Our brain often looks for challenges to stay alert. That is why many people like to face new challenges and seek answers to everything that surrounds them.
Curiosity is not something that only concerns children or cats. Human beings are attracted to the different, the striking and the colorful at any age. Would you like to know why the new catches our attention? In this article we will tell you.
The new inevitably catches our attention
Physicist Albert Einstein said that he did not possess a special talent but was “passionately curious.” According to him, this was what led him to the discovery of many formulas that until now were unknown.
Although intelligence is measured through the so-called intellectual quotient, curiosity is something that concerns the personality of each one. We are more attracted to the new than to what we already know or know.
When we are curious, there are three areas of the brain that work the most: the prefrontal cortex, the left caudate nucleus, and the hippocampal convolutions. All of them are related to positive emotions and thoughts. Therefore, we are happy if we discover something that until now, we did not know.
Perhaps you have ever wondered why you want to know certain data that will not be useful at all on a day-to-day basis. It is because the mind needs to be distracted and accept new challenges. This means that curiosity is a means of expanding our knowledge and relating to others. On the contrary, those people who are not curious experience many negative emotions.
What does curiosity bring us?
Along with the search for novelty and openness to new experiences, curiosity is represented by the desire of human beings to acquire knowledge. The good news is that we can be curious at any time in life, although it is true that we are most attracted to new things when we are younger.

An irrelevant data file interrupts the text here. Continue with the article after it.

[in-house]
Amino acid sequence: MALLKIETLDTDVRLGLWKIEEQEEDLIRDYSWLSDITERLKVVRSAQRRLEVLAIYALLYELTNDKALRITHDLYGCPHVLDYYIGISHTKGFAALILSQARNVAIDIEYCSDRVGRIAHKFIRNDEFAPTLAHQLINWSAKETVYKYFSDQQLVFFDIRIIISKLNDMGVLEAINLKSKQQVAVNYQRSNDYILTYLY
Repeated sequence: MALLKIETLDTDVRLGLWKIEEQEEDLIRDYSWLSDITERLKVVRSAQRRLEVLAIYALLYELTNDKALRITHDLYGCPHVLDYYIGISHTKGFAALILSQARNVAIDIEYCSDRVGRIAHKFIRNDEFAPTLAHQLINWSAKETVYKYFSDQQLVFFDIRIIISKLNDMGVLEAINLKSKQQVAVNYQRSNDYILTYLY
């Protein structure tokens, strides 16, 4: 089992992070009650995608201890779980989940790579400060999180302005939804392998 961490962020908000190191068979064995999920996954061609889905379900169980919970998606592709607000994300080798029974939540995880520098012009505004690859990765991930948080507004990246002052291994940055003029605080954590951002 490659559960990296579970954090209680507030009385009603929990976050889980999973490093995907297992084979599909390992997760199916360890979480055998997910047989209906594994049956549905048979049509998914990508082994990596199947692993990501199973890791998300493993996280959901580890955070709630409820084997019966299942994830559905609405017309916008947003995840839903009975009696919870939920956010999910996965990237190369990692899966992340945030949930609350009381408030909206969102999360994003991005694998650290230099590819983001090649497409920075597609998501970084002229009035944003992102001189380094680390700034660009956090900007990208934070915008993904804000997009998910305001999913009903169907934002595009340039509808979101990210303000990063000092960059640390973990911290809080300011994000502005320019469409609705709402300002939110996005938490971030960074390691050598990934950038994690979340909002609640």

The process is always the same: first, we come across something that arouses our curiosity. Then we act to learn more about it, either by observing or looking for information.
Now, what is curiosity for? Here are some of its functions:
- It gives a greater sense of control of our abilities.
- Reduce boredom and stress.
- It allows us to make decisions regarding our goals.
- Provides more perseverance.
- It gives us the opportunity to enjoy pleasant moments.
- It allows us to establish more intimate relationships with others.
In addition, the presence of curiosity is associated with better academic performance, since there is a greater involvement on the part of the student in the educational process. In turn, it is associated with self-esteem and greater longevity, as well as a lower risk of suffering from neurodegenerative diseases.
However, in many cases this constant search for novelty can also be associated with negative consequences. For example, impulsiveness, anger, dissatisfaction, addictions, or violent behaviors.
Curiosity and learning
Among all the advantages, increasing knowledge is the most prominent. Having great interest in something that has caught our attention leads us to search for more information. The “interest collectors” know about various topics and retain more information. Curiosity, in addition to helping us learn, gives us an impulse and superior willpower with which to keep going despite adversity.
If we are prone to marvel at something that catches our attention, we may also be more detailed in everything that surrounds us. Perhaps some small change around us makes us stop what we are doing to find an explanation for what happened. Another challenge for our mind!
needs refreshing experiences to feel refreshed. For this reason, you cannot accept to always see the same thing, talk about the same thing or go to the same places. The routine is overwhelming for us because it implies a lack of challenges. For this reason, the new attracts us so much attention.
Have you ever reflected on this topic? It is interesting to know the mechanisms of the brain to learn and motivate oneself. Since there is always something to learn, we will continue to be drawn to unknown and novel things.